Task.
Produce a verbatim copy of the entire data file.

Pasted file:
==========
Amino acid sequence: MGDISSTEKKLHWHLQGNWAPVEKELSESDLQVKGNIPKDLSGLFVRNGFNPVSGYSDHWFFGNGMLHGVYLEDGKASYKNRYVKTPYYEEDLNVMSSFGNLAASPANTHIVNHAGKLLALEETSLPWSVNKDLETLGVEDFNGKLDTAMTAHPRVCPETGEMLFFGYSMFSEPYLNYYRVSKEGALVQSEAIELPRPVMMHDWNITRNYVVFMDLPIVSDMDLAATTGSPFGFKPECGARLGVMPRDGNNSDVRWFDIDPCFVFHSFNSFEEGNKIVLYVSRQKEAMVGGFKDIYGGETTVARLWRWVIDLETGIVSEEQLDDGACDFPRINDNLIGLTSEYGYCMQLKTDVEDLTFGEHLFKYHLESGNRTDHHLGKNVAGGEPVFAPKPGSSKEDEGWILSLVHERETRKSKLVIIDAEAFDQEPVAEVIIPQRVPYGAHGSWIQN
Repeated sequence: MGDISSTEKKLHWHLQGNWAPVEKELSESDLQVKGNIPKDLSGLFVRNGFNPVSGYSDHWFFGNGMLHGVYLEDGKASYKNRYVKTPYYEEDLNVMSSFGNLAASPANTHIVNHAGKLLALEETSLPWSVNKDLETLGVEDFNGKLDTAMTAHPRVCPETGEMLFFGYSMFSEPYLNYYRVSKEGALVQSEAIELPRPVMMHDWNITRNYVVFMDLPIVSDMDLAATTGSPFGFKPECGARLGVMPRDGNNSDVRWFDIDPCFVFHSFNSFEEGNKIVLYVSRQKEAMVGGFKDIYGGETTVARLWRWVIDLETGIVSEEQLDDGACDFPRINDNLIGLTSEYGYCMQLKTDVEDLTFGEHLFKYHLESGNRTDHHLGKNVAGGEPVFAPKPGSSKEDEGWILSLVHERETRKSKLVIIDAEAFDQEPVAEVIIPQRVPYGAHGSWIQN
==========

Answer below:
Amino acid sequence: MGDISSTEKKLHWHLQGNWAPVEKELSESDLQVKGNIPKDLSGLFVRNGFNPVSGYSDHWFFGNGMLHGVYLEDGKASYKNRYVKTPYYEEDLNVMSSFGNLAASPANTHIVNHAGKLLALEETSLPWSVNKDLETLGVEDFNGKLDTAMTAHPRVCPETGEMLFFGYSMFSEPYLNYYRVSKEGALVQSEAIELPRPVMMHDWNITRNYVVFMDLPIVSDMDLAATTGSPFGFKPECGARLGVMPRDGNNSDVRWFDIDPCFVFHSFNSFEEGNKIVLYVSRQKEAMVGGFKDIYGGETTVARLWRWVIDLETGIVSEEQLDDGACDFPRINDNLIGLTSEYGYCMQLKTDVEDLTFGEHLFKYHLESGNRTDHHLGKNVAGGEPVFAPKPGSSKEDEGWILSLVHERETRKSKLVIIDAEAFDQEPVAEVIIPQRVPYGAHGSWIQN
Repeated sequence: MGDISSTEKKLHWHLQGNWAPVEKELSESDLQVKGNIPKDLSGLFVRNGFNPVSGYSDHWFFGNGMLHGVYLEDGKASYKNRYVKTPYYEEDLNVMSSFGNLAASPANTHIVNHAGKLLALEETSLPWSVNKDLETLGVEDFNGKLDTAMTAHPRVCPETGEMLFFGYSMFSEPYLNYYRVSKEGALVQSEAIELPRPVMMHDWNITRNYVVFMDLPIVSDMDLAATTGSPFGFKPECGARLGVMPRDGNNSDVRWFDIDPCFVFHSFNSFEEGNKIVLYVSRQKEAMVGGFKDIYGGETTVARLWRWVIDLETGIVSEEQLDDGACDFPRINDNLIGLTSEYGYCMQLKTDVEDLTFGEHLFKYHLESGNRTDHHLGKNVAGGEPVFAPKPGSSKEDEGWILSLVHERETRKSKLVIIDAEAFDQEPVAEVIIPQRVPYGAHGSWIQN